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Sometimes it is imperative for an application to run in a protected environment, especially if it provides a service (like for example, the apache server). For this reason, an administrator can use the chroot system call to force a process (or process group) to run under a subset of the file system, denying access to any other parts of it.

Another common use of this mechanism is for creating a sandbox for a user, even root, in order to test something without the fear of accidentally destroying the system (although this is not entirely true, since the chroot mechanism cannot by itself be used to block low-level access to system devices).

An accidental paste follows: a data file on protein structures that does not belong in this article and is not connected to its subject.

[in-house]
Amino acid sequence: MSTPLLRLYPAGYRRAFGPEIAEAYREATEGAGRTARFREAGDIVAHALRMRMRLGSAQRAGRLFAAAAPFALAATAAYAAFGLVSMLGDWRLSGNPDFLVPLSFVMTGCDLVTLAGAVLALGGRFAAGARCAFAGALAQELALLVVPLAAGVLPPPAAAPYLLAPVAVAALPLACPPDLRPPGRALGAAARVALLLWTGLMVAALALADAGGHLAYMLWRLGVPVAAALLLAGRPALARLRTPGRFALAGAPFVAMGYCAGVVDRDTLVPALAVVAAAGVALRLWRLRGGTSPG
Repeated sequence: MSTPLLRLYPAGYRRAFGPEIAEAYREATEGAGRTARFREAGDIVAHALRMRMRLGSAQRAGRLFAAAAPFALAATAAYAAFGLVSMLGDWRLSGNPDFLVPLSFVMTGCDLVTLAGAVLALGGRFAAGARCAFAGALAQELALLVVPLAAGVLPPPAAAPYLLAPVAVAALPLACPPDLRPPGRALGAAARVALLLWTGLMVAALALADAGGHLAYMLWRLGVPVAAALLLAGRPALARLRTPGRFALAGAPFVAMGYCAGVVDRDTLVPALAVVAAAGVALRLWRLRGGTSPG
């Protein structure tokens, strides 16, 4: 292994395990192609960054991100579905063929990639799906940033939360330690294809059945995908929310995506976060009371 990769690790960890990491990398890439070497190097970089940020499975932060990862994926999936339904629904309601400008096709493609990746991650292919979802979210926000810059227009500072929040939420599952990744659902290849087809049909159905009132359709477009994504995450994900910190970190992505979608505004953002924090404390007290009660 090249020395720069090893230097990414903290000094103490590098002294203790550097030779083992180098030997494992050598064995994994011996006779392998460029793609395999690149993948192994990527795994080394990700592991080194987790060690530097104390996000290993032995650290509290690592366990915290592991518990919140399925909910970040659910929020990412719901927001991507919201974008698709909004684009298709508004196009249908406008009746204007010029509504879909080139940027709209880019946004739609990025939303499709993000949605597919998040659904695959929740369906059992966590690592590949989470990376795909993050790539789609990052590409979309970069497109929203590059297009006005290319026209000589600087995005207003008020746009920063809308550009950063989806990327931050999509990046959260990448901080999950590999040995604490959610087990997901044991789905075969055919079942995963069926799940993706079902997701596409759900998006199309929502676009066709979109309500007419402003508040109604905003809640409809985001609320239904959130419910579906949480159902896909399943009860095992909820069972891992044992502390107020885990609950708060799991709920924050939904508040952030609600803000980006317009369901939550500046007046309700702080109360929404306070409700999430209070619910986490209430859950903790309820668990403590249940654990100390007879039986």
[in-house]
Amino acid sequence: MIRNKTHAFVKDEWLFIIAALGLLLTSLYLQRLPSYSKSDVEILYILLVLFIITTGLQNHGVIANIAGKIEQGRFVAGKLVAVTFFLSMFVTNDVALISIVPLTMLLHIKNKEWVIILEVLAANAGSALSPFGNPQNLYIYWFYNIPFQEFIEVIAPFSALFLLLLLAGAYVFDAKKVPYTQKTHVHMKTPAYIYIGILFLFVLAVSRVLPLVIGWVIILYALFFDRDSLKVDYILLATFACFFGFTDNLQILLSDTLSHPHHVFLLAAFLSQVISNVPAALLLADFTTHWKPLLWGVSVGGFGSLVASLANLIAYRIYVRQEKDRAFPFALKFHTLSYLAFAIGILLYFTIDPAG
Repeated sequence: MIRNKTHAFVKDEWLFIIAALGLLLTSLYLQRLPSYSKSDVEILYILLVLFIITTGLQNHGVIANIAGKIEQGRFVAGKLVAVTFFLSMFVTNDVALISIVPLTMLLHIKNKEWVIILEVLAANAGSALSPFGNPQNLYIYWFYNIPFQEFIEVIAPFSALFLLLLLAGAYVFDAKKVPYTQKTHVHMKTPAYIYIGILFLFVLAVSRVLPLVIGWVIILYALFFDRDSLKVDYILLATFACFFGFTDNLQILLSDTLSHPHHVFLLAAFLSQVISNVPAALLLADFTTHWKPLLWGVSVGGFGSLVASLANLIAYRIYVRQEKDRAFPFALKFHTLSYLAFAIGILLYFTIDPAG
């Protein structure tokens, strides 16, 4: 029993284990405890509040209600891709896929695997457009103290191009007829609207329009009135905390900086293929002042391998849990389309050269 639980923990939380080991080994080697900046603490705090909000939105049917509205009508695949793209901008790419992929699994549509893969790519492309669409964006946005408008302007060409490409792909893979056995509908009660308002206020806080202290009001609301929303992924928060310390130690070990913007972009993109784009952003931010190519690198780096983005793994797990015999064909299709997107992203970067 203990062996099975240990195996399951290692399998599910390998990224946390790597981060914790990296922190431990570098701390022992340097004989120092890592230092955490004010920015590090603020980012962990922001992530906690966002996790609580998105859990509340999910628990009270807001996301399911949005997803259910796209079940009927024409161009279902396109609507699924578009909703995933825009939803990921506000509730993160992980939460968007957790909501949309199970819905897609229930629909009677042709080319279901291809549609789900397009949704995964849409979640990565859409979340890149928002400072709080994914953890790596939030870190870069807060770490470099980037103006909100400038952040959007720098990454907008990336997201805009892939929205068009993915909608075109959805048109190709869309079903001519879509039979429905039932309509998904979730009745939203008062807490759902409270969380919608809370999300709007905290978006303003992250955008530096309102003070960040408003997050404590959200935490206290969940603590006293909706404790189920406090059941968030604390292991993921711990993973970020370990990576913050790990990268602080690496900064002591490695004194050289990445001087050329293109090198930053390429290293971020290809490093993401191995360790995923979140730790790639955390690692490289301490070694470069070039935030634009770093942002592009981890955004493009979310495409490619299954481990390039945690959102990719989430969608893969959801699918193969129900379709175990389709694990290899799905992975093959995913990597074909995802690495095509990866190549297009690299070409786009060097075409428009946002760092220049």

So, how can we find if some application is running in a chrooted jail or not?

One way is by running

ls -id /

to check the inode of the root directory. If it is a large number, then our application is jailed in a chrooted environment.

Visit The Light of the LAMP blog for more…

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